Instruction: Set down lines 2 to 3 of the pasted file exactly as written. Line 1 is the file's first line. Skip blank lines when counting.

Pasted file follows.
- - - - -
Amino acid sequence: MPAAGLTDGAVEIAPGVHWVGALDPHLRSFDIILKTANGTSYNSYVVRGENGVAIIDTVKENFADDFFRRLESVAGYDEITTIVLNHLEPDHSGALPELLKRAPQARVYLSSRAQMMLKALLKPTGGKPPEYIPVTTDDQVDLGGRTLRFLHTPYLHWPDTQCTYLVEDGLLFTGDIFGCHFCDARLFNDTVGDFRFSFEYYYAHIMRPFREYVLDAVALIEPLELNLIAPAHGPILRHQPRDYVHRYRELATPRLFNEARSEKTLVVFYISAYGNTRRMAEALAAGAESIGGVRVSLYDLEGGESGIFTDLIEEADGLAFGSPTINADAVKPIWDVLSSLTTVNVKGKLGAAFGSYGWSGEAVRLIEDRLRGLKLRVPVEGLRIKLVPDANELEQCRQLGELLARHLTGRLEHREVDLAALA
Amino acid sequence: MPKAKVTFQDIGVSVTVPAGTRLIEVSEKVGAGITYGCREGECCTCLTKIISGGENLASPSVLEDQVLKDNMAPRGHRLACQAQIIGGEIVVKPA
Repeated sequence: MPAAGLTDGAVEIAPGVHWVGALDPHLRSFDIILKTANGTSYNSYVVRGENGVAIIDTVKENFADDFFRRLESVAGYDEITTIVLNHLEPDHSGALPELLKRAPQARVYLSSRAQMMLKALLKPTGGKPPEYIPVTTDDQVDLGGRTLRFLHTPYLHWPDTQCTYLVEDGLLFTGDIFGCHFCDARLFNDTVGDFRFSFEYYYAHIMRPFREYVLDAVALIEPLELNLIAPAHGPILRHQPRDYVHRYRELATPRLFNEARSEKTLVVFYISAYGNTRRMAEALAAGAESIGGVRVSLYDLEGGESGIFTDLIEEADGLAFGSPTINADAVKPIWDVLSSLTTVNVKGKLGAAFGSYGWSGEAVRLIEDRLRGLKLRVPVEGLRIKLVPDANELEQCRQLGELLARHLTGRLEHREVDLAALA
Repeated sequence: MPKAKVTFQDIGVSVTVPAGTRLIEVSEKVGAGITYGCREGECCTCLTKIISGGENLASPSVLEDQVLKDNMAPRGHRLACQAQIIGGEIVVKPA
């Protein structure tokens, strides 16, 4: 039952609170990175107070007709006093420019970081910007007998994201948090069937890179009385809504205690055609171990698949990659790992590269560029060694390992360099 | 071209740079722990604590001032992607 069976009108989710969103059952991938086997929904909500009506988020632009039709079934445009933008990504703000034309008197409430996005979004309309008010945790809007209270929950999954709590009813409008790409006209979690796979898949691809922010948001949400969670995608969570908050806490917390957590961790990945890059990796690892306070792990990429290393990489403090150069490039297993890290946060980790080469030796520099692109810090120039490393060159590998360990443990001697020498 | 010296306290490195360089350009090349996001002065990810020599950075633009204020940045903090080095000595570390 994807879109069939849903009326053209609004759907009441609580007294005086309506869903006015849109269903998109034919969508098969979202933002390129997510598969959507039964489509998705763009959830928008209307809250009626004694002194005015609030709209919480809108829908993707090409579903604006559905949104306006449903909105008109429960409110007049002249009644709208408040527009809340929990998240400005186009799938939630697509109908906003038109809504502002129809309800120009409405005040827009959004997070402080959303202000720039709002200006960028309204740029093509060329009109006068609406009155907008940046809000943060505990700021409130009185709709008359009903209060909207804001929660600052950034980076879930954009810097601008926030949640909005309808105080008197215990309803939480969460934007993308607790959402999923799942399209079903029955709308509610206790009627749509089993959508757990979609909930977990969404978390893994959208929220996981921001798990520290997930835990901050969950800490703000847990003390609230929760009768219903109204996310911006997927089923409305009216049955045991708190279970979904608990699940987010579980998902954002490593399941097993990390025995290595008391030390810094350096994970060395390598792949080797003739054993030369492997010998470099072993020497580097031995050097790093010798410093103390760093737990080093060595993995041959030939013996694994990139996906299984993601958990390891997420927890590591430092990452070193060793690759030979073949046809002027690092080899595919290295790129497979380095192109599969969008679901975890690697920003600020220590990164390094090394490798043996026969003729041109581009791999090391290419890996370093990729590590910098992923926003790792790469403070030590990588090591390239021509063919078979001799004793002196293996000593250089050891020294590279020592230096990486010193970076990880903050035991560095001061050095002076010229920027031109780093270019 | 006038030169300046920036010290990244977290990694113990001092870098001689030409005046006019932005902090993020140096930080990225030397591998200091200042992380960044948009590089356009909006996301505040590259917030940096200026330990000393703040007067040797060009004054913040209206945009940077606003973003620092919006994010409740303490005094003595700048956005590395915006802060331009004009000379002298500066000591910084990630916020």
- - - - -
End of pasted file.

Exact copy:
Amino acid sequence: MPKAKVTFQDIGVSVTVPAGTRLIEVSEKVGAGITYGCREGECCTCLTKIISGGENLASPSVLEDQVLKDNMAPRGHRLACQAQIIGGEIVVKPA
Repeated sequence: MPAAGLTDGAVEIAPGVHWVGALDPHLRSFDIILKTANGTSYNSYVVRGENGVAIIDTVKENFADDFFRRLESVAGYDEITTIVLNHLEPDHSGALPELLKRAPQARVYLSSRAQMMLKALLKPTGGKPPEYIPVTTDDQVDLGGRTLRFLHTPYLHWPDTQCTYLVEDGLLFTGDIFGCHFCDARLFNDTVGDFRFSFEYYYAHIMRPFREYVLDAVALIEPLELNLIAPAHGPILRHQPRDYVHRYRELATPRLFNEARSEKTLVVFYISAYGNTRRMAEALAAGAESIGGVRVSLYDLEGGESGIFTDLIEEADGLAFGSPTINADAVKPIWDVLSSLTTVNVKGKLGAAFGSYGWSGEAVRLIEDRLRGLKLRVPVEGLRIKLVPDANELEQCRQLGELLARHLTGRLEHREVDLAALA